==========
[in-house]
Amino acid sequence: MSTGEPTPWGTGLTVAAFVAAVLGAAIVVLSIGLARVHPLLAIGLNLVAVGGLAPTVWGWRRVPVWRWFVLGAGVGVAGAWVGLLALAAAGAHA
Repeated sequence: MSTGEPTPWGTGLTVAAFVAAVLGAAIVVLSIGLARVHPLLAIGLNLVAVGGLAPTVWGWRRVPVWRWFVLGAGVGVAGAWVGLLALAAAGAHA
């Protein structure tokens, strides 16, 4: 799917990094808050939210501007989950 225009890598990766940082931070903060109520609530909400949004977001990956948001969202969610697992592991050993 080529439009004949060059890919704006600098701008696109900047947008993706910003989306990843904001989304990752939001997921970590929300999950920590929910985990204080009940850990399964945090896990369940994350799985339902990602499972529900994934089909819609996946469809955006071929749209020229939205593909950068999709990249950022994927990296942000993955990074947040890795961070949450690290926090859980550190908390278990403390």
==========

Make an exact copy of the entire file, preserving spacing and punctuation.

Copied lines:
[in-house]
Amino acid sequence: MSTGEPTPWGTGLTVAAFVAAVLGAAIVVLSIGLARVHPLLAIGLNLVAVGGLAPTVWGWRRVPVWRWFVLGAGVGVAGAWVGLLALAAAGAHA
Repeated sequence: MSTGEPTPWGTGLTVAAFVAAVLGAAIVVLSIGLARVHPLLAIGLNLVAVGGLAPTVWGWRRVPVWRWFVLGAGVGVAGAWVGLLALAAAGAHA
């Protein structure tokens, strides 16, 4: 799917990094808050939210501007989950 225009890598990766940082931070903060109520609530909400949004977001990956948001969202969610697992592991050993 080529439009004949060059890919704006600098701008696109900047947008993706910003989306990843904001989304990752939001997921970590929300999950920590929910985990204080009940850990399964945090896990369940994350799985339902990602499972529900994934089909819609996946469809955006071929749209020229939205593909950068999709990249950022994927990296942000993955990074947040890795961070949450690290926090859980550190908390278990403390």